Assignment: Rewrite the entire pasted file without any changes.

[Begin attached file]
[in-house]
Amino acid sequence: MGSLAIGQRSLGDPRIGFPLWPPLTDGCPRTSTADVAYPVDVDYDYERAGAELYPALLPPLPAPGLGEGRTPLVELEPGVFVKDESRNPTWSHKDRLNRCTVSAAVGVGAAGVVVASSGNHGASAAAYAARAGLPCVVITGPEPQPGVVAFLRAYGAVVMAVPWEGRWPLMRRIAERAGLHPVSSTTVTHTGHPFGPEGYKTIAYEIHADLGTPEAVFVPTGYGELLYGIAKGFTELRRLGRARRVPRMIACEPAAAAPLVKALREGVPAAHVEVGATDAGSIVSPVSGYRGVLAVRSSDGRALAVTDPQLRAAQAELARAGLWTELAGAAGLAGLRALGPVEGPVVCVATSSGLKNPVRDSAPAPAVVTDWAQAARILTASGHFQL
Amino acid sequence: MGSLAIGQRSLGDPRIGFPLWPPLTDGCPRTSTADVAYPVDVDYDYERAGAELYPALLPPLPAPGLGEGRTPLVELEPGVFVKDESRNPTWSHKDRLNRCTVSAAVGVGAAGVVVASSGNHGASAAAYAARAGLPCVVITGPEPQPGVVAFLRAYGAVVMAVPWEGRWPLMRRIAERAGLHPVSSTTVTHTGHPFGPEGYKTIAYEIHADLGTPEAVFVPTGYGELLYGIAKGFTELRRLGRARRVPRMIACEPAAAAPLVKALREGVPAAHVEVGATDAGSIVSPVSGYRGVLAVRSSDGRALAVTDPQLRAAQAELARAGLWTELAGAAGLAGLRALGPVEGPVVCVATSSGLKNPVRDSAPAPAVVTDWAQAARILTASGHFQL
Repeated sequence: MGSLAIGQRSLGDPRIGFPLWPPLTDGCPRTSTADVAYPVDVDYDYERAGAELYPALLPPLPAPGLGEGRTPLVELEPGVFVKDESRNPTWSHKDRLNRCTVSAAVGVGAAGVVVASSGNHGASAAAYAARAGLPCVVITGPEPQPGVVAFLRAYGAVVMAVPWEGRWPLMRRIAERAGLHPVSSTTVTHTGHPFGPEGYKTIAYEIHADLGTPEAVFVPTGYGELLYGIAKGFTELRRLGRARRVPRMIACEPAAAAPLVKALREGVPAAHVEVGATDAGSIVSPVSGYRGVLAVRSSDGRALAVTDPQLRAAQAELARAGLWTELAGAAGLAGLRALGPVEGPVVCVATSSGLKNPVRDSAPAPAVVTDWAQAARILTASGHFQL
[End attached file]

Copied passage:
[in-house]
Amino acid sequence: MGSLAIGQRSLGDPRIGFPLWPPLTDGCPRTSTADVAYPVDVDYDYERAGAELYPALLPPLPAPGLGEGRTPLVELEPGVFVKDESRNPTWSHKDRLNRCTVSAAVGVGAAGVVVASSGNHGASAAAYAARAGLPCVVITGPEPQPGVVAFLRAYGAVVMAVPWEGRWPLMRRIAERAGLHPVSSTTVTHTGHPFGPEGYKTIAYEIHADLGTPEAVFVPTGYGELLYGIAKGFTELRRLGRARRVPRMIACEPAAAAPLVKALREGVPAAHVEVGATDAGSIVSPVSGYRGVLAVRSSDGRALAVTDPQLRAAQAELARAGLWTELAGAAGLAGLRALGPVEGPVVCVATSSGLKNPVRDSAPAPAVVTDWAQAARILTASGHFQL
Amino acid sequence: MGSLAIGQRSLGDPRIGFPLWPPLTDGCPRTSTADVAYPVDVDYDYERAGAELYPALLPPLPAPGLGEGRTPLVELEPGVFVKDESRNPTWSHKDRLNRCTVSAAVGVGAAGVVVASSGNHGASAAAYAARAGLPCVVITGPEPQPGVVAFLRAYGAVVMAVPWEGRWPLMRRIAERAGLHPVSSTTVTHTGHPFGPEGYKTIAYEIHADLGTPEAVFVPTGYGELLYGIAKGFTELRRLGRARRVPRMIACEPAAAAPLVKALREGVPAAHVEVGATDAGSIVSPVSGYRGVLAVRSSDGRALAVTDPQLRAAQAELARAGLWTELAGAAGLAGLRALGPVEGPVVCVATSSGLKNPVRDSAPAPAVVTDWAQAARILTASGHFQL
Repeated sequence: MGSLAIGQRSLGDPRIGFPLWPPLTDGCPRTSTADVAYPVDVDYDYERAGAELYPALLPPLPAPGLGEGRTPLVELEPGVFVKDESRNPTWSHKDRLNRCTVSAAVGVGAAGVVVASSGNHGASAAAYAARAGLPCVVITGPEPQPGVVAFLRAYGAVVMAVPWEGRWPLMRRIAERAGLHPVSSTTVTHTGHPFGPEGYKTIAYEIHADLGTPEAVFVPTGYGELLYGIAKGFTELRRLGRARRVPRMIACEPAAAAPLVKALREGVPAAHVEVGATDAGSIVSPVSGYRGVLAVRSSDGRALAVTDPQLRAAQAELARAGLWTELAGAAGLAGLRALGPVEGPVVCVATSSGLKNPVRDSAPAPAVVTDWAQAARILTASGHFQL